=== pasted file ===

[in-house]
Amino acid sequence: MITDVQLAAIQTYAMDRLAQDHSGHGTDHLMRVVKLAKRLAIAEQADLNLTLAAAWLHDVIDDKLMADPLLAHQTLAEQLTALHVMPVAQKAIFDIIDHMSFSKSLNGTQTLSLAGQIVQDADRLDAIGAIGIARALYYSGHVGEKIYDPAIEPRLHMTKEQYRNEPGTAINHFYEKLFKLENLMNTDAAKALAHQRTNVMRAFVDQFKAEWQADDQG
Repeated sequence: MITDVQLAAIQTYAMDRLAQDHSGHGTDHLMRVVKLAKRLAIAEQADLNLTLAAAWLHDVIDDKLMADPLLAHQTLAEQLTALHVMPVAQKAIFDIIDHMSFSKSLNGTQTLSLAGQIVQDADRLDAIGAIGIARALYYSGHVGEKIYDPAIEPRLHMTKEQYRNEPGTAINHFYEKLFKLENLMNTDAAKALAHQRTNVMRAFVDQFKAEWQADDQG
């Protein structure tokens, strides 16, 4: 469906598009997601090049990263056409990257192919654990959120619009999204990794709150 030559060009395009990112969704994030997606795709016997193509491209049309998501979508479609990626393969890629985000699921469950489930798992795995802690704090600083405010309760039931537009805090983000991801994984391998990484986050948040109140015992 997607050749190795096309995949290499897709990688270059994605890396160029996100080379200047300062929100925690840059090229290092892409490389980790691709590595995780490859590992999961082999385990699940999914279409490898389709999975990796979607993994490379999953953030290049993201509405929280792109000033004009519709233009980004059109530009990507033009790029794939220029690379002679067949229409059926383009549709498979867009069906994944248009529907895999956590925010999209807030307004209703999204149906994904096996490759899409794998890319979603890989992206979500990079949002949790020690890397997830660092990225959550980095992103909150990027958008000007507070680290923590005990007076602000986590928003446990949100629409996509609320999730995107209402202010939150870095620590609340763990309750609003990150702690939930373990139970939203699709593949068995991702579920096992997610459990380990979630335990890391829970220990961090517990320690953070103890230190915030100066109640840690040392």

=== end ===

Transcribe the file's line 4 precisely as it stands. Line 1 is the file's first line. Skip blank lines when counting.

């Protein structure tokens, strides 16, 4: 469906598009997601090049990263056409990257192919654990959120619009999204990794709150 030559060009395009990112969704994030997606795709016997193509491209049309998501979508479609990626393969890629985000699921469950489930798992795995802690704090600083405010309760039931537009805090983000991801994984391998990484986050948040109140015992 997607050749190795096309995949290499897709990688270059994605890396160029996100080379200047300062929100925690840059090229290092892409490389980790691709590595995780490859590992999961082999385990699940999914279409490898389709999975990796979607993994490379999953953030290049993201509405929280792109000033004009519709233009980004059109530009990507033009790029794939220029690379002679067949229409059926383009549709498979867009069906994944248009529907895999956590925010999209807030307004209703999204149906994904096996490759899409794998890319979603890989992206979500990079949002949790020690890397997830660092990225959550980095992103909150990027958008000007507070680290923590005990007076602000986590928003446990949100629409996509609320999730995107209402202010939150870095620590609340763990309750609003990150702690939930373990139970939203699709593949068995991702579920096992997610459990380990979630335990890391829970220990961090517990320690953070103890230190915030100066109640840690040392």